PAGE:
Remarkable People

ID #5274

David Livingstone 4 Exploration.

After the Kolobeng mission was closed in 1852-56, Livingstone explored the northern interior and was the first European to see Mosi-oa-Tunya ("the smoke that thunders") which he renamed Victoria Falls. He later wrote, "Scenes so lovely must have been gazed upon by angels in their flight."

Despite repeated attempts, central and southern Africa had not been crossed by Europeans because of malaria, dysentery and sleeping sickness prevalent in the interior as well as opposition by powerful chiefs and tribes. Livingstone was the first Westerner to journey across southern Africa – from Luanda in Angola to Quelimane near the mouth of the Zambezi in Mozambique in 1854–56. He was able to reassure chiefs that he was not a threat because he traveled light. On most of his journeys he traveled with few servants and porters, bartering for supplies along the way and with few guns for protection. He preached Christianity but did not force the message on unwilling ears.

Livingstone was a proponent of trade and the establishment of Christian missions in Central Africa. His motto, inscribed in the base of his statue at Victoria Falls, was "Christianity, Commerce and Civilization." He believed the key to achieving these goals was navigation of the Zambezi River. He returned to Britain to try to garner support for his ideas, and to publish a book on his travels.
Believing he had a calling for exploration rather than mission work and was encouraged by British response to his discoveries. He resigned from the London Missionary Society in 1857 after they demanded that he do more evangelizing and less exploring. With help from the Royal Geographical Society, he was appointed Her Majesty's Consul for the East Coast of Africa. The British Government agreed to fund and he returned as head of a Zambezi Expedition. Unfortunately it turned out to be impassible past the Cahora Bassa rapids, a series of cataracts and rapids Livingstone had failed to explore on earlier travels.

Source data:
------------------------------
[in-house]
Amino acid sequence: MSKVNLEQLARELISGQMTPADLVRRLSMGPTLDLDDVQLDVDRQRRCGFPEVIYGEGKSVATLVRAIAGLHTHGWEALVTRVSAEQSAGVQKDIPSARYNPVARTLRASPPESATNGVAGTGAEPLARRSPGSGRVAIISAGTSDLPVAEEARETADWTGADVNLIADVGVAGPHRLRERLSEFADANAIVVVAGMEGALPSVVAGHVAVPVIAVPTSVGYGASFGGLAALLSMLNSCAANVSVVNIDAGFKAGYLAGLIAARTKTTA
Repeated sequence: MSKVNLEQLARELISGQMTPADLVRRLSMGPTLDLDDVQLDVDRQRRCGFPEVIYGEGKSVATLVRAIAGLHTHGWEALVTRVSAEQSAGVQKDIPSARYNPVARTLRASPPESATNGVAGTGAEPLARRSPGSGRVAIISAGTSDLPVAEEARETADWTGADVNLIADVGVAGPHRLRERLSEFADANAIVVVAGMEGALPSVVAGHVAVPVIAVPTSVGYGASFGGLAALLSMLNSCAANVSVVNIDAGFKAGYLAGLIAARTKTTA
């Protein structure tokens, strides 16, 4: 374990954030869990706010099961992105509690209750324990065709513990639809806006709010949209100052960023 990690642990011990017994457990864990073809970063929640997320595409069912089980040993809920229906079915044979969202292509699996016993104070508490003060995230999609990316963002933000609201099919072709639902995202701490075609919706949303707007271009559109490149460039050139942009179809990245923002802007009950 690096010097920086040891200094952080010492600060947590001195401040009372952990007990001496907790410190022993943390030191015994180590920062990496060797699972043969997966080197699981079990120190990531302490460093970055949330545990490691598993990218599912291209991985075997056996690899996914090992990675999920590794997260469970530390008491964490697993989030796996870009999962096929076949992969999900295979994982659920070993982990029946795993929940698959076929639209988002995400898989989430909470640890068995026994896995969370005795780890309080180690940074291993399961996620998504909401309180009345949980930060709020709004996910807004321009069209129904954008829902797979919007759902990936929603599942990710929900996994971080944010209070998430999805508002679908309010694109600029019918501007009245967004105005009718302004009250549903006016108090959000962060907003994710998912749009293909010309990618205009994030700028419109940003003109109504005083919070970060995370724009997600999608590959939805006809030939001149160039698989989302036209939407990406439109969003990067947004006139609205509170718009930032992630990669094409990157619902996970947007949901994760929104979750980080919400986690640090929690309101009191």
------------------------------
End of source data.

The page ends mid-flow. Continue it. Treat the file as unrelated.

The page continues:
The expedition lasted from March 1858 until 1864. Livingstone was said to be an inept leader and incapable of managing a large-scale project. He was also said to be secretive, self righteous, moody and intolerant of criticism. This severely strained the expedition and led to his physician, John Kirk, to later record: "I can come to no conclusion other than that Dr. Livingstone is out of his mind and a most unsafe leader". Thomas Baines was dismissed from the expedition on charges, which he vigorously denied, of theft. The expedition was the first to reach Lake Malawi, which he explored it in a four-oared gig. In 1862 they returned to the coast to await the arrival of a steam boat designed to sail on Lake Malawi. Mary Livingstone, who by now was an alcoholic, arrived with the boat. She died of malaria in April 1862 and Livingstone continued his explorations. Attempts to navigate the Ruvuma River failed because of fouling of the paddle wheels by bodies thrown into the river by slave traders, and Livingstone's assistants gradually either died or left him. At this point he uttered his famous quote, "I am prepared to go anywhere, provided it be forward." He returned home in 1864 after the government ordered the recall of the expedition because of increasing costs and failure to find a navigable route into the interior. The Zambezi Expedition was castigated as a failure and Livingstone experienced difficulty raising funds to further explore Africa. Nevertheless, scientists John Kirk, Charles Meller, and Richard Thornton contributed collections of botanic, ecological, geological and ethnographic material to institutions in the United Kingdom.

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Last update: 2014-03-17 02:34
Author: Alan McIver
Revision: 1.2

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